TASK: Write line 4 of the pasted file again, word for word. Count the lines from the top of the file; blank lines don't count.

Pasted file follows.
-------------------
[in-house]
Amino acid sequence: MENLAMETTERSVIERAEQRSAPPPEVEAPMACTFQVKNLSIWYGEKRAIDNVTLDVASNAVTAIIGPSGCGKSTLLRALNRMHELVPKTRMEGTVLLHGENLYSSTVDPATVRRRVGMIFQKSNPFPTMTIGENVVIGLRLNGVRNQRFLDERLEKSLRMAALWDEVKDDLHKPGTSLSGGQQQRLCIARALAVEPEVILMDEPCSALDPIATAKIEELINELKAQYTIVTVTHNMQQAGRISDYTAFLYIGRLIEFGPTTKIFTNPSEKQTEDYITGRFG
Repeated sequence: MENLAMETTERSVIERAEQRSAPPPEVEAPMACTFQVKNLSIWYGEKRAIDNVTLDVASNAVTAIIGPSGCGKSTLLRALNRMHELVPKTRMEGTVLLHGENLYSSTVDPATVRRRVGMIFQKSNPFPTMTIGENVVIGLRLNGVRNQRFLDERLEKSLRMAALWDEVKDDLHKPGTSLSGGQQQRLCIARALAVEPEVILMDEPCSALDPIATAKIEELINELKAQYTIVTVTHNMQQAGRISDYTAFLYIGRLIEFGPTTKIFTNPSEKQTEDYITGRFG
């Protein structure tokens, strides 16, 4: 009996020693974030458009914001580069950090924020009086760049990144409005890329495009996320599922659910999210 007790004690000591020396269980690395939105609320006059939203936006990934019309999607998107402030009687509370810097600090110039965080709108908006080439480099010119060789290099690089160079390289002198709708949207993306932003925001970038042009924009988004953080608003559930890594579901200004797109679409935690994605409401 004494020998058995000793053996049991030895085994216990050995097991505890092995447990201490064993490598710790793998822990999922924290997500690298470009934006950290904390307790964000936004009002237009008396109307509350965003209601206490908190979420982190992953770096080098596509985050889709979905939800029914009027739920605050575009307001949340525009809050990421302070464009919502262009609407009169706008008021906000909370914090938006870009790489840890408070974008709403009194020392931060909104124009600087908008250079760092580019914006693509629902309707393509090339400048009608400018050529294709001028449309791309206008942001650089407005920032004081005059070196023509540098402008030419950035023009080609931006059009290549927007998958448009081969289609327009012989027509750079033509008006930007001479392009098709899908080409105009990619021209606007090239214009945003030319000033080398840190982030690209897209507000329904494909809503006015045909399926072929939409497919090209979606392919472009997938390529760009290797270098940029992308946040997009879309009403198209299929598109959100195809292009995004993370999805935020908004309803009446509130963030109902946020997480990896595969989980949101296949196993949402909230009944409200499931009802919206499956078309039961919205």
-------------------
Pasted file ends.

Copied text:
């Protein structure tokens, strides 16, 4: 009996020693974030458009914001580069950090924020009086760049990144409005890329495009996320599922659910999210 007790004690000591020396269980690395939105609320006059939203936006990934019309999607998107402030009687509370810097600090110039965080709108908006080439480099010119060789290099690089160079390289002198709708949207993306932003925001970038042009924009988004953080608003559930890594579901200004797109679409935690994605409401 004494020998058995000793053996049991030895085994216990050995097991505890092995447990201490064993490598710790793998822990999922924290997500690298470009934006950290904390307790964000936004009002237009008396109307509350965003209601206490908190979420982190992953770096080098596509985050889709979905939800029914009027739920605050575009307001949340525009809050990421302070464009919502262009609407009169706008008021906000909370914090938006870009790489840890408070974008709403009194020392931060909104124009600087908008250079760092580019914006693509629902309707393509090339400048009608400018050529294709001028449309791309206008942001650089407005920032004081005059070196023509540098402008030419950035023009080609931006059009290549927007998958448009081969289609327009012989027509750079033509008006930007001479392009098709899908080409105009990619021209606007090239214009945003030319000033080398840190982030690209897209507000329904494909809503006015045909399926072929939409497919090209979606392919472009997938390529760009290797270098940029992308946040997009879309009403198209299929598109959100195809292009995004993370999805935020908004309803009446509130963030109902946020997480990896595969989980949101296949196993949402909230009944409200499931009802919206499956078309039961919205």